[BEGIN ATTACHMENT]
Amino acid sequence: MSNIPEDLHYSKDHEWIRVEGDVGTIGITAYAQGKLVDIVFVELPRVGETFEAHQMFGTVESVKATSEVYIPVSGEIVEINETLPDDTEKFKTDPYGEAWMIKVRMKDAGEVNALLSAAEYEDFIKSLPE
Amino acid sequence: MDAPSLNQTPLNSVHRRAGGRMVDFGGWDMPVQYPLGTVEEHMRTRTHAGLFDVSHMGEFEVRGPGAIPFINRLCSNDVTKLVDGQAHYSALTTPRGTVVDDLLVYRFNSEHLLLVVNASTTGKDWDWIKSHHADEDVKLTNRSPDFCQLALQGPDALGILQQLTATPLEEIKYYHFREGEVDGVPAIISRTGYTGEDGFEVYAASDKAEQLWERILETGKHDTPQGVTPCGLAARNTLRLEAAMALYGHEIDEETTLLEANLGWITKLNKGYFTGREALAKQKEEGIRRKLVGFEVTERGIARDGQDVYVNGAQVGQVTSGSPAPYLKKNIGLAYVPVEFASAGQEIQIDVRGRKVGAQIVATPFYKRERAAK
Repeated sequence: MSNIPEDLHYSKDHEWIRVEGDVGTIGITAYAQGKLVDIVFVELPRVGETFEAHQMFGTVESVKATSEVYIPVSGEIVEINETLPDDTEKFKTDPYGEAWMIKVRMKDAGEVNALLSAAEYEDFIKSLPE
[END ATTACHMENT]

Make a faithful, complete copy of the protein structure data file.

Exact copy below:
Amino acid sequence: MSNIPEDLHYSKDHEWIRVEGDVGTIGITAYAQGKLVDIVFVELPRVGETFEAHQMFGTVESVKATSEVYIPVSGEIVEINETLPDDTEKFKTDPYGEAWMIKVRMKDAGEVNALLSAAEYEDFIKSLPE
Amino acid sequence: MDAPSLNQTPLNSVHRRAGGRMVDFGGWDMPVQYPLGTVEEHMRTRTHAGLFDVSHMGEFEVRGPGAIPFINRLCSNDVTKLVDGQAHYSALTTPRGTVVDDLLVYRFNSEHLLLVVNASTTGKDWDWIKSHHADEDVKLTNRSPDFCQLALQGPDALGILQQLTATPLEEIKYYHFREGEVDGVPAIISRTGYTGEDGFEVYAASDKAEQLWERILETGKHDTPQGVTPCGLAARNTLRLEAAMALYGHEIDEETTLLEANLGWITKLNKGYFTGREALAKQKEEGIRRKLVGFEVTERGIARDGQDVYVNGAQVGQVTSGSPAPYLKKNIGLAYVPVEFASAGQEIQIDVRGRKVGAQIVATPFYKRERAAK
Repeated sequence: MSNIPEDLHYSKDHEWIRVEGDVGTIGITAYAQGKLVDIVFVELPRVGETFEAHQMFGTVESVKATSEVYIPVSGEIVEINETLPDDTEKFKTDPYGEAWMIKVRMKDAGEVNALLSAAEYEDFIKSLPE